North Dakota GenealogyEdit This Page
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Most archives, historical societies, and genealogical societies have special collections and indexes of genealogical value. These must usually be searched in person. A notable genealogical collection is the Daughters of the American Revolution (DAR) Collection. This mixed collection includes cemetery records, church records, genealogies, marriages, deaths, and wills from three counties—Barnes, Burleigh, and Towner. It was microfilmed in 1971 at the DAR Library, Washington, DC, and is at the Family History Library (Family History Library films 859737-40).
Histories of the earliest settlers of North Dakota are in Collections of the State Historical Society of North Dakota, Seven Volumes. (Bismarck, North Dakota: The North Dakota State Historical Society, 1906-1925; Volumes 1-3, 6-7; Family History Library films beginning with film 1697422, volumes 1-7).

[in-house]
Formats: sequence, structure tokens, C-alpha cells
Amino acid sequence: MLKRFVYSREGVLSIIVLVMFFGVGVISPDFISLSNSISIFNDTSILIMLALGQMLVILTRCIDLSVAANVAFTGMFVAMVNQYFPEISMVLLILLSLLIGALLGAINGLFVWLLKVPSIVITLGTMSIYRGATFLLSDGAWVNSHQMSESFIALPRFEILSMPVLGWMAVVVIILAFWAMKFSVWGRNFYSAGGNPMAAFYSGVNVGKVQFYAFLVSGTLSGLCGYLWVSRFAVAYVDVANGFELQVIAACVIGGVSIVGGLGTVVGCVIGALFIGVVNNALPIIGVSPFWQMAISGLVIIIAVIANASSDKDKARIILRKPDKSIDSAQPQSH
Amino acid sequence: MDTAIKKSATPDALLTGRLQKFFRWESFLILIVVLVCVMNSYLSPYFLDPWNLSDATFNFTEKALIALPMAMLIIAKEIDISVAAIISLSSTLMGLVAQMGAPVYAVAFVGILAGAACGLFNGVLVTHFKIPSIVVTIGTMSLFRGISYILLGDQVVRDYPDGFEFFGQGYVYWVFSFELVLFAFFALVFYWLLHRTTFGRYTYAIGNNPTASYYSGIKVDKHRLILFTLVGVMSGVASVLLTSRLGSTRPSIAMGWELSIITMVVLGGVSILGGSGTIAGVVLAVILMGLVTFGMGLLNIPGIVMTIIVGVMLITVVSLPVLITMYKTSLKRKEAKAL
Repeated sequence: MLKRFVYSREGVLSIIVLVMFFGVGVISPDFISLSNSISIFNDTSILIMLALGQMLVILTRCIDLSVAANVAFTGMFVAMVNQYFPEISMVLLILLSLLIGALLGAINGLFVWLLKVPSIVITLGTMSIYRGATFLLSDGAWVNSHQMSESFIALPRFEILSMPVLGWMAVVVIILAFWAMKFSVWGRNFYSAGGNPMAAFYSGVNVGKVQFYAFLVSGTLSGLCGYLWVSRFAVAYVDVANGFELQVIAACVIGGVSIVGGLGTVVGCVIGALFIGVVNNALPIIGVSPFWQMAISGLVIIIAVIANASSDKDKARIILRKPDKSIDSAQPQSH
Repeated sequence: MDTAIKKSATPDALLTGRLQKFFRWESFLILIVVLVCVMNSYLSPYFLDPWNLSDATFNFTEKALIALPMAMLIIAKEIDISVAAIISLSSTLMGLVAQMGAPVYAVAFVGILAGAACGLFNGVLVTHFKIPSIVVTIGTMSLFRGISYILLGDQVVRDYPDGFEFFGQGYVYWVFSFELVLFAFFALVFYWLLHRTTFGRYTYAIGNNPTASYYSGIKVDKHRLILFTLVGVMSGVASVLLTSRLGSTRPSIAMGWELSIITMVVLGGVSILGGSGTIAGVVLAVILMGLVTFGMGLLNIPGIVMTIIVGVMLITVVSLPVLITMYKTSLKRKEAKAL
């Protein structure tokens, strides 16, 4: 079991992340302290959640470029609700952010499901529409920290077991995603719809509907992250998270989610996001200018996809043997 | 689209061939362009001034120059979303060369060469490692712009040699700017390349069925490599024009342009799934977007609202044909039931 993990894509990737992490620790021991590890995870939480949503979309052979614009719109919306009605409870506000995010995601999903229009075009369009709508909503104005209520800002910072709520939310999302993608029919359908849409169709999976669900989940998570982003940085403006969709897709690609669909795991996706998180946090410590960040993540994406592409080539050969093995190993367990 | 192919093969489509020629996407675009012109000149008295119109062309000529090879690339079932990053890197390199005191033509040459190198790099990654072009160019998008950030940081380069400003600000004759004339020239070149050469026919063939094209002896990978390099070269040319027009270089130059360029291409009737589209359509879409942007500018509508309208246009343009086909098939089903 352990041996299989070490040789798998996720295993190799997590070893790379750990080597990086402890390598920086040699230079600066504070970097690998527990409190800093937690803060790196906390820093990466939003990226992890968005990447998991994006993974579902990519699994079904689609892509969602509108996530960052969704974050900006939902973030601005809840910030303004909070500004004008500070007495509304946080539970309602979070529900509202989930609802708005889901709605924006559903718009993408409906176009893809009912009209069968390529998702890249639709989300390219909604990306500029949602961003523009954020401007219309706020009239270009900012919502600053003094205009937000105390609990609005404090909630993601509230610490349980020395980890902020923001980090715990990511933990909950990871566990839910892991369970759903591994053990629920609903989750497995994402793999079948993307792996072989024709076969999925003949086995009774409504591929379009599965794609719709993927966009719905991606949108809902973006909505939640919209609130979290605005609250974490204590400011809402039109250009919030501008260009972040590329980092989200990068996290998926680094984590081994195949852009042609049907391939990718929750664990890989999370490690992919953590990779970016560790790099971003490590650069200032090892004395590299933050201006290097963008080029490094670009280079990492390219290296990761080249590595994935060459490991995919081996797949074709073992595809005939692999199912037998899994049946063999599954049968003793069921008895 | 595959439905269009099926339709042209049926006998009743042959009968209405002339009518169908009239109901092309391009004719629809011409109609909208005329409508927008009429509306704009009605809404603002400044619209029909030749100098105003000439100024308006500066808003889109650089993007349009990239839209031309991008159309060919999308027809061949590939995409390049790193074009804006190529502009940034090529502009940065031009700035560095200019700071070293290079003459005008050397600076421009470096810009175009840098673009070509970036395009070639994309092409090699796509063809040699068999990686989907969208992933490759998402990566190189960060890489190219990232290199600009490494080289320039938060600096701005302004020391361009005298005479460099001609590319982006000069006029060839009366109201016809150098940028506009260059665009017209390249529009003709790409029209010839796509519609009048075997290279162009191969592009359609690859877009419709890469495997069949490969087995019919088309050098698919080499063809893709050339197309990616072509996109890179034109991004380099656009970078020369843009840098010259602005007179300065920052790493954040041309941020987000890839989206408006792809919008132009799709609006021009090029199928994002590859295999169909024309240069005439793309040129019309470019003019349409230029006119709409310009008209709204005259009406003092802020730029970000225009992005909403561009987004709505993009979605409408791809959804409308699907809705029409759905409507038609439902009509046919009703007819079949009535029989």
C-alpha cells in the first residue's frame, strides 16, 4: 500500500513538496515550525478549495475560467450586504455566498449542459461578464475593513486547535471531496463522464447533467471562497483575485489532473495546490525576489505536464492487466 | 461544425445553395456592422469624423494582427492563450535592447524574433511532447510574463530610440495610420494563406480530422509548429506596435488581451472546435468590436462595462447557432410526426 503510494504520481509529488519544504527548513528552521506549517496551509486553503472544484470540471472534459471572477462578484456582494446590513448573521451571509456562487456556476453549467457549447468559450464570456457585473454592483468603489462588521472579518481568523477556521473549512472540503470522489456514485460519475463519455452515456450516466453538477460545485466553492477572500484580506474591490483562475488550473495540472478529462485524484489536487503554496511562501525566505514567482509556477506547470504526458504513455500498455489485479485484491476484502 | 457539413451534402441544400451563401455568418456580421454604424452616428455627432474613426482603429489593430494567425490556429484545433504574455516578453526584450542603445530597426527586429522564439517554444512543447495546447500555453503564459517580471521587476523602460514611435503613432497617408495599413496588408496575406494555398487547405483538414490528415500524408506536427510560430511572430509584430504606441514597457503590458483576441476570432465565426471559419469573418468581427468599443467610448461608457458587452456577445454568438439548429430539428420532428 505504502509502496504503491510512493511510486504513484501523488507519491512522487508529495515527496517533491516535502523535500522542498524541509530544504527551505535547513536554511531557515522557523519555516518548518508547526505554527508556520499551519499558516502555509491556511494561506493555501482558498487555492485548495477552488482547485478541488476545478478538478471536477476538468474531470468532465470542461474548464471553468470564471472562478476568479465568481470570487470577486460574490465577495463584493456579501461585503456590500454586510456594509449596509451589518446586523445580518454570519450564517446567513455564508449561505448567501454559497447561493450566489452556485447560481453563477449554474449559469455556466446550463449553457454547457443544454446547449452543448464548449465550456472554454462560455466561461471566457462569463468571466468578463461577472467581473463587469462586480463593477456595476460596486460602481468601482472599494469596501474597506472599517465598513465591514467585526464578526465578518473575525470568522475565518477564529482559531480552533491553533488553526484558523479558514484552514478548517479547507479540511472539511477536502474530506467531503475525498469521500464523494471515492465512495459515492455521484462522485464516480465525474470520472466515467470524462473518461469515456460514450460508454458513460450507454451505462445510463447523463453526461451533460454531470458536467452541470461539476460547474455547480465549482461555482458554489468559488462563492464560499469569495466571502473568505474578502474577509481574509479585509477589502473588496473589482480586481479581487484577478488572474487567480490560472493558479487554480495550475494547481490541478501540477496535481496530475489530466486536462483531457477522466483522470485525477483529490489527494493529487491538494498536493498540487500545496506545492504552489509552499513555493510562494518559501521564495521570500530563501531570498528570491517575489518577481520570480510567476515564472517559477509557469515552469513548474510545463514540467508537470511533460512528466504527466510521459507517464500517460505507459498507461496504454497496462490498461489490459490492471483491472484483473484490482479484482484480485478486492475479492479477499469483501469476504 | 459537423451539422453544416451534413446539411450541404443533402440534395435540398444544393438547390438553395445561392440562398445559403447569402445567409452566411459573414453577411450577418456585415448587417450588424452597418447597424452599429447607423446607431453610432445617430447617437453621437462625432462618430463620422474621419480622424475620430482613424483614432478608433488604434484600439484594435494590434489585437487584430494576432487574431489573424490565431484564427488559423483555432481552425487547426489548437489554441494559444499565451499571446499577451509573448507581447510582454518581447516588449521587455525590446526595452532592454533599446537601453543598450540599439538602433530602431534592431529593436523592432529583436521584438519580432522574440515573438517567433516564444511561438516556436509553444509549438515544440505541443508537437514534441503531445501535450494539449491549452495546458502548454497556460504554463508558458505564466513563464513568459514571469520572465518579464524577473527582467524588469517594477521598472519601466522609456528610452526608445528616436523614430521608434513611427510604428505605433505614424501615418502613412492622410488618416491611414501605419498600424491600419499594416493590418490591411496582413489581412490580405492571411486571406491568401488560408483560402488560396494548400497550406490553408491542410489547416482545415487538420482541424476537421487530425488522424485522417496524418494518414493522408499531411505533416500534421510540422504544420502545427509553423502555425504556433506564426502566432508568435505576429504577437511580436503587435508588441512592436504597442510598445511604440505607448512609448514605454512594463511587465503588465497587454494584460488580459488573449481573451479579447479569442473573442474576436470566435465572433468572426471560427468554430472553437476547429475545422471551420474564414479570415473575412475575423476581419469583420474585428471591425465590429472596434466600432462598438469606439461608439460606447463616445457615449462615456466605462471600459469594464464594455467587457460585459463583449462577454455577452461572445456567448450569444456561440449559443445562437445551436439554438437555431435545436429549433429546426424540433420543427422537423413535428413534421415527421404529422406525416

A source that lists the names of almost 100,000 French-Canadians who emigrated to the North Central states is Paul J. Lareau and Elmer Courteau,French-Canadian Families of the North Central States: A Genealogical Dictionary, Eight Volumes. (St. Paul, Minnesota: Northwest Territory French and Canadian Heritage Institute, 1980; Family History Library book 973 D2la; fiche 6010503-11).
Printing Your Family History
Pulling together a family history is without question one of the most rewarding activities you can do. The end product will provide a wonderful depository for family stories, traditions, and other memories. The fruits of your labors will be appreciated for years to come.
Brigham Young University's Print and Mail Production Center has consultants that can answer questions regarding formatting, layout, scanning photos, and can assist in the printing process.
Web sites for North Dakota Genealogy:
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